The master bathroom is designed as a liberating space, adjacent to the hot tub area.
The dining area includes a built-in china cabinet. "The idea of a built-in is a good one because the expense it saves you from buying a piece later," says Lynne. It also prevents clutter. The cabinet's granite shelf was designed to display an heirloom silver tea set.
The dining area also posed a challenge. "The architecture in the room was so strong, I didn't want to interrupt it with a chandelier. So I designed a grillwork pattern that fits in between the tie-back beams and blends into the architecture," Lecky says. The grill was made with fir slats stained to match the tie-back beams. "The light he designed is very subtle and fit in perfectly with the room," says Lynne.
The great room also houses highlights of the Neefes' eclectic art collection, including a print from 18th-century engraver Giovanni Piranesi's "Imaginary Prisons" series, a reproduction of a Frederick Remington bronze and a wood-block print from the "Nuremberg Chronicle." One wall was dedicated to a hanging sculpture of Mylar and netting called "Winter Pond" by Kentucky artist Arturo Sandoval. Its grays, pinks, and purples vary in natural and artificial light. "The Neefes said they wanted a fountain and the sound of running water," says Lecky. So the wall of windows and glass doors in the great room looks out onto the deck and a fountain made of solid granite. The fountain overflows into a trench, then down a 14-foot waterfall to another pool below, where the water is re-circulated. "This design allows for the sound of running water on both floors," says Lecky.
All-natural materials were used to accessorize the kitchen, including granite, slate, tile and wood.
Though the Neefes live mainly on the first floor, one-floor living wasn't quite enough. Lynne, impressed with the book "The Not So Big House" by Sarah Susanka, tried to adhere to its ideas. "But by the time we finished our wish list, we were out of the not-so-big-house," she says.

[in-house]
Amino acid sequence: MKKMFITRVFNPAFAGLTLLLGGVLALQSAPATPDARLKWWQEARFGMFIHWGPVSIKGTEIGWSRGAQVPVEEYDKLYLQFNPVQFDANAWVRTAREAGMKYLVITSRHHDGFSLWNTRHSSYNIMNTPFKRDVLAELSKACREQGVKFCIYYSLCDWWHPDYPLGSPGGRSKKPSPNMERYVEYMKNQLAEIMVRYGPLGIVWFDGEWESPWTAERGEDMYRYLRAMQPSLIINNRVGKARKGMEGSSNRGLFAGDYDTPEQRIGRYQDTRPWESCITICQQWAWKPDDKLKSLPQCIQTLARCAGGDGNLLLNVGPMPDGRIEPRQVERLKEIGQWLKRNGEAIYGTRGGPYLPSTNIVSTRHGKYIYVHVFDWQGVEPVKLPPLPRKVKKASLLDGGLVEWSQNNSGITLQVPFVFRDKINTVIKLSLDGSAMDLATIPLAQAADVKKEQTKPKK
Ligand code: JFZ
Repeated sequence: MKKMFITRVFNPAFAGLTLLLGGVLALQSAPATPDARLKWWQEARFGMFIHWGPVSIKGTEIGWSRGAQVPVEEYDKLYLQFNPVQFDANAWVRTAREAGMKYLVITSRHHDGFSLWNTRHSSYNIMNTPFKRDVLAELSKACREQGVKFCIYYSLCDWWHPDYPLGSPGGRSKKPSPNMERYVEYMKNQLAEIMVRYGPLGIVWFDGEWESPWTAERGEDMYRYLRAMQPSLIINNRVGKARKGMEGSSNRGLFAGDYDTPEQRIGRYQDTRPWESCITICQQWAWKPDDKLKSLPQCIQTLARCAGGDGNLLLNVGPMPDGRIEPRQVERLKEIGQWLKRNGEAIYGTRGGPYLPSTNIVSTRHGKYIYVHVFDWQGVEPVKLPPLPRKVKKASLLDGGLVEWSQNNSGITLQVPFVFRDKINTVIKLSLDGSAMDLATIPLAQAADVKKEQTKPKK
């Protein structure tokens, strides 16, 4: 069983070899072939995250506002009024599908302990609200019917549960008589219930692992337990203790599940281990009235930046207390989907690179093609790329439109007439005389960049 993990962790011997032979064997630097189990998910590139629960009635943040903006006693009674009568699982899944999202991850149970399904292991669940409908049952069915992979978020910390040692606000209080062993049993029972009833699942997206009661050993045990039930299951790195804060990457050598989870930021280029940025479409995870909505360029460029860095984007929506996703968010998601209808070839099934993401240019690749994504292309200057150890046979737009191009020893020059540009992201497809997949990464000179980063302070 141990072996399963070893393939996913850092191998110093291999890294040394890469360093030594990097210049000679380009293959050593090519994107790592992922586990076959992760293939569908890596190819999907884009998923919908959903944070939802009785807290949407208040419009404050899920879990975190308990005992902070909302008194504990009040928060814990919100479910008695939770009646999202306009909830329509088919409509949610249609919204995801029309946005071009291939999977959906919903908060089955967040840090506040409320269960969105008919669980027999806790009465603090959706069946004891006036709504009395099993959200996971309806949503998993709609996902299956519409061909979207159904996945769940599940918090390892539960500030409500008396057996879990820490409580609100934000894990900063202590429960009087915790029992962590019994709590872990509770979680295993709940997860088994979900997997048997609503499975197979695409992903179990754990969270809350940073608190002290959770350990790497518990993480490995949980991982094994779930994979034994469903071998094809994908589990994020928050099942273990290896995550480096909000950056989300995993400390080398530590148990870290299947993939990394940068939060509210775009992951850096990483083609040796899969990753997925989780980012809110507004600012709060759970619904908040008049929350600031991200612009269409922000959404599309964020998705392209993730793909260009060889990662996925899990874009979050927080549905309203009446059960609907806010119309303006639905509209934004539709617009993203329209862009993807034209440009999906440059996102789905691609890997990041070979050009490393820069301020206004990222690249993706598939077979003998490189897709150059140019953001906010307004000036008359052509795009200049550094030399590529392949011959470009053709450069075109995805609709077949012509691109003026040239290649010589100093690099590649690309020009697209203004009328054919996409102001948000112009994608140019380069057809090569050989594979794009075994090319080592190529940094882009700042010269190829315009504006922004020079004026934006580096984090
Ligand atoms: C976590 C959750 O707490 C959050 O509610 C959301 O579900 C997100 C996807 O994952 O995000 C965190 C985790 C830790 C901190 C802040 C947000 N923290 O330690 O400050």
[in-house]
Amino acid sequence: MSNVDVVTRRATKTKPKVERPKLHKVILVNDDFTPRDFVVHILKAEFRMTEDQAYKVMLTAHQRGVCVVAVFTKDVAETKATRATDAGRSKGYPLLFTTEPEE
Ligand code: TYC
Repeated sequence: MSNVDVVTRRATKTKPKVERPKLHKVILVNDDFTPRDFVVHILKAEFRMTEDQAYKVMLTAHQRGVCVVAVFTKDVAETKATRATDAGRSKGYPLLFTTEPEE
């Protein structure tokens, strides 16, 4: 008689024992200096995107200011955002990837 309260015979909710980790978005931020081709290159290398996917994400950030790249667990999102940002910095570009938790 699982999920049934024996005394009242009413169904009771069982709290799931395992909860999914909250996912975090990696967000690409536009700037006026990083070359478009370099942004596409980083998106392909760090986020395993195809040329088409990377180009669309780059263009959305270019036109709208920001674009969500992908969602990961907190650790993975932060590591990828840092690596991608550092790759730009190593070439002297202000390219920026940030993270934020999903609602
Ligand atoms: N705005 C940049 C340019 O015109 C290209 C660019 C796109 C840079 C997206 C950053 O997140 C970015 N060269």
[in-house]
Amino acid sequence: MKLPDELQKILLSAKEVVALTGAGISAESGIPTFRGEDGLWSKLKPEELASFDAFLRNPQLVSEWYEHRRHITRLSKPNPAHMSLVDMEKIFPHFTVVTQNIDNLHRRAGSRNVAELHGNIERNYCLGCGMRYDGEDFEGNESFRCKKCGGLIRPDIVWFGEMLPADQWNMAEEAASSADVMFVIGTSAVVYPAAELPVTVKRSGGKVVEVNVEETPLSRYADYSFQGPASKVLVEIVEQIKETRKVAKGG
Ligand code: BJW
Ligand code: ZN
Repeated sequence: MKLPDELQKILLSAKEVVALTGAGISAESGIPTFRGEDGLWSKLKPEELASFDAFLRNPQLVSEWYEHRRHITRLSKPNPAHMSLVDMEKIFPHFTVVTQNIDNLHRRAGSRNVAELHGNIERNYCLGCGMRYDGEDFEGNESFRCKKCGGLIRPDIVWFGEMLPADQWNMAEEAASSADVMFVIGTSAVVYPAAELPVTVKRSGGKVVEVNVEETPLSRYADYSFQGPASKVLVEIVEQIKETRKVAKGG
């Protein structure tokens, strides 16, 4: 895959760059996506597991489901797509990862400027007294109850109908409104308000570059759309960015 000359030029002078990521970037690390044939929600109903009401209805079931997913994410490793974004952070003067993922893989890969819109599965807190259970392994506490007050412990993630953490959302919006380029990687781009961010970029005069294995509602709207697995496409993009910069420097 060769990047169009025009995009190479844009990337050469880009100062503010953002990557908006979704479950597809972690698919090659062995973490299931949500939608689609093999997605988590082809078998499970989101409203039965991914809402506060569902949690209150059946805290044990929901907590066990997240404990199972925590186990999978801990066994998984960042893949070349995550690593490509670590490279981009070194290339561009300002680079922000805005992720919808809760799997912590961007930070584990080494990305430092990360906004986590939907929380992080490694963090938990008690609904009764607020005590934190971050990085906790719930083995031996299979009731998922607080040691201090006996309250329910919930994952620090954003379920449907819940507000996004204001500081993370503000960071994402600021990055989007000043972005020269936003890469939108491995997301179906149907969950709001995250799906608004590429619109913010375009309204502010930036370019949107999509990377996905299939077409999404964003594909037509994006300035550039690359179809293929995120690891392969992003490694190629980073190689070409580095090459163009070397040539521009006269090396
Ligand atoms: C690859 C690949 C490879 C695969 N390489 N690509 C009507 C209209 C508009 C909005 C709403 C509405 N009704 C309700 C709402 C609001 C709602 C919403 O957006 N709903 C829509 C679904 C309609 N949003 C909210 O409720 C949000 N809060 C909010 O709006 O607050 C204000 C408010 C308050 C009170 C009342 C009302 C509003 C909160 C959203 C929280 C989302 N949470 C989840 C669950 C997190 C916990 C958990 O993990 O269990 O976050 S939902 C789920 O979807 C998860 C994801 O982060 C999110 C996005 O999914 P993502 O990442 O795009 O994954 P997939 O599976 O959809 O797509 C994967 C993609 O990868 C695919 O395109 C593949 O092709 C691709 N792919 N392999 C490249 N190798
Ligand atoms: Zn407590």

It was important for the Neefes to have a place for their visiting daughters. The downstairs layout thus consists of two bedroom suites with bathrooms, a family room, a theater and a pool room. Part of Lecky's philosophy is to combine embracing spaces with liberating ones. One embracing space is the outdoor hot tub area, off the master bathroom. The spacious, open bathroom is the liberating space. "The idea is to be able to move from space to space depending on your mood," says Lecky.
Alcoves in the wall hold the Neefes' collections of books and artworks.
There were some "quirky delights" that occurred during planning, such as a window Lecky cut into Lynne's dressing area to catch sunlight from a nearby skylight. "When you look at a window from the outside during the day, it normally reads black because it's brighter outside than in," Lecky says. The Neefe home is an exception. When sun pours through the skylights and washes across the great wall, you can see in to all rooms from outside. "It was a nice little surprise," he says.
Welcome Home Builders won the Pyramid Award from the Chester County Homebuilders Association for Custom Home of the Year for the Neefes' house. "The things we pulled off with this project, we feel confident that we can build just about anything after that," says Birney. "It's such a cool and unique house."